Grace Hartigan

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Grace Hartigan News: What AbEx Women Can Teach Us about Today’s Gold Rush for Female Artists, November  6, 2018 - Artsy, Mary Gabriel

What AbEx Women Can Teach Us about Today’s Gold Rush for Female Artists

November 6, 2018 - Artsy, Mary Gabriel

In socioeconomic terms, the Abstract Expressionist movement in New York can be divided into two eras: the first featuring obscurity and poverty, and the second, fortune and fame. But there was very little by way of a transitional bridge between those two periods, which made the arrival of a flood of cash and notoriety in the mid-1950s oddly destabilizing for the artists working in New York. As their colleague, the writer Harold Rosenberg, said, “They lost their minds.…It was the money. Just like schmucks in Hollywood. This hit them much too strong and much too organized.”

Although Rosenberg was talking about Abstract Expressionism men, quite remarkably, the art-market gold rush he described hit some female artists just as hard, and just as quickly.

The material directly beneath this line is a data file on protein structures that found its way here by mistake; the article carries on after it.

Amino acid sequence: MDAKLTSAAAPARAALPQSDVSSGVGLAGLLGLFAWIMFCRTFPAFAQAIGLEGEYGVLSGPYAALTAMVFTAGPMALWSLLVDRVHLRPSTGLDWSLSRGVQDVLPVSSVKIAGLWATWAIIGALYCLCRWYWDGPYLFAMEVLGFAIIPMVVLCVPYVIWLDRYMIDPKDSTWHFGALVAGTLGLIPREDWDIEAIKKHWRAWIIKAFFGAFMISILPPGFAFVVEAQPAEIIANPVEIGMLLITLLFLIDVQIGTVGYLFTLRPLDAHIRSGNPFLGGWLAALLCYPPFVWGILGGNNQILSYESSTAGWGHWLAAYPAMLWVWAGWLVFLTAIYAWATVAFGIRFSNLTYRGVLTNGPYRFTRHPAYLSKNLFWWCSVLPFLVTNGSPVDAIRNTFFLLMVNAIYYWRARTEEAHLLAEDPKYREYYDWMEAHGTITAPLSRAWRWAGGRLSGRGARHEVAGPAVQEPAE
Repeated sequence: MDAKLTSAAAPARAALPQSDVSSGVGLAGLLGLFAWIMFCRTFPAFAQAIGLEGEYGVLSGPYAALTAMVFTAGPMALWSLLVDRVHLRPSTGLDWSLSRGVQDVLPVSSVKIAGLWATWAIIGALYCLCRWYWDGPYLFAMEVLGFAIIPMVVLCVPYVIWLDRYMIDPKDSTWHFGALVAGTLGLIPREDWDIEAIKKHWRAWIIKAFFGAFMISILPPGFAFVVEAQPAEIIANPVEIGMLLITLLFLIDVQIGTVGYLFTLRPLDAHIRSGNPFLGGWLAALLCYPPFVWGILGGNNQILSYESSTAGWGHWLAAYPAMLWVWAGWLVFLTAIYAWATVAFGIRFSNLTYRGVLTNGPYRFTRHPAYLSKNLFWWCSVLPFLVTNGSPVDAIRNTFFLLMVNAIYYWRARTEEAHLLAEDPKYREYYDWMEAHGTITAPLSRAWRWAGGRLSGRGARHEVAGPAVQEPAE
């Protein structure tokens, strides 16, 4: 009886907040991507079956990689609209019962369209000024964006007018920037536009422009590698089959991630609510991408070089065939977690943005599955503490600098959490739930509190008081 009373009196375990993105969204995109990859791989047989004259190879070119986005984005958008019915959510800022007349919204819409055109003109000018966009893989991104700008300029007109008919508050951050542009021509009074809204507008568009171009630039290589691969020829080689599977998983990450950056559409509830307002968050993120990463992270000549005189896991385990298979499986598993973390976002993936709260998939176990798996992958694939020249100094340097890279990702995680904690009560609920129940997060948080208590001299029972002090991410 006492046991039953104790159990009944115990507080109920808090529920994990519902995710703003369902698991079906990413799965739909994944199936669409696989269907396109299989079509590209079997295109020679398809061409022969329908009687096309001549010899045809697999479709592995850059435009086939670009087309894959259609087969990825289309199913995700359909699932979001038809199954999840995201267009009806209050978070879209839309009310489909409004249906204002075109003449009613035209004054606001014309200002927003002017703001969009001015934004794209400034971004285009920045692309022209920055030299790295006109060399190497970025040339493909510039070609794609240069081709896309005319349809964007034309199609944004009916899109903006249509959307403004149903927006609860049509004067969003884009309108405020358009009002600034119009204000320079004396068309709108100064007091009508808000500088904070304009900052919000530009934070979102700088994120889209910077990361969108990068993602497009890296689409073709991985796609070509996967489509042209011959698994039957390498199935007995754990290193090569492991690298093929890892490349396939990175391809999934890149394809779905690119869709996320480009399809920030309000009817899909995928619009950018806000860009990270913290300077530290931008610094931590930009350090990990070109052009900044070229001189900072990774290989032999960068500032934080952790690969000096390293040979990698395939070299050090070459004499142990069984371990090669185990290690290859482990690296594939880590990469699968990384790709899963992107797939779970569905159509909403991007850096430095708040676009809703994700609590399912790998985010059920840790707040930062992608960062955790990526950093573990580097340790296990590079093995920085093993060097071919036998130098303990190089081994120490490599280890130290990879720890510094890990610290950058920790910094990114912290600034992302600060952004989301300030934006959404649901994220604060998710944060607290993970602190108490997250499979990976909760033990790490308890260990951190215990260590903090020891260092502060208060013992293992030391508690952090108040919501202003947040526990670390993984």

By 1954, Grace Hartigan, for example, had accomplished a most improbable rise to art-world stardom. At the age of 32, and after painting professionally for a mere five years, her work hung in the Museum of Modern Art and the Whitney Museum of American Art. She was fêted in both the art press and in mass-media publications from Newsweek to Glamour. She had had several solo gallery shows while some men, many years her senior, had had none. And she had earned serious money by the standards of those times: In 1954, she sold $5,500 worth of work (or $52,000 in today’s money), just short of the $7,000 veteran Willem de Kooning made the same year. Hartigan occupied uncharted territory for a female artist: She was at the top.

What had made Hartigan so irresistible was not merely her art, but her person. She was a previously unheard-of species: A strong, self-made, successful American woman and artist, one who smoked, wore paint-splattered jeans, and spoke with a New Jersey accent. She wasn’t exceptional or a kook, as women who painted or sculpted had been characterized through the ages. Readers and gallery-goers recognized themselves in her, and that made the cutting-edge art she produced seem both more accessible and more daring. Ever attuned to the latest fashion, the market lapped it up.

Hartigan, followed by her peers Joan Mitchell and Helen Frankenthaler, was discovered just as the often-impulsive and fickle art market—the market that we have inherited—was born.

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Photo Credit: The Gordon Parks Foundation

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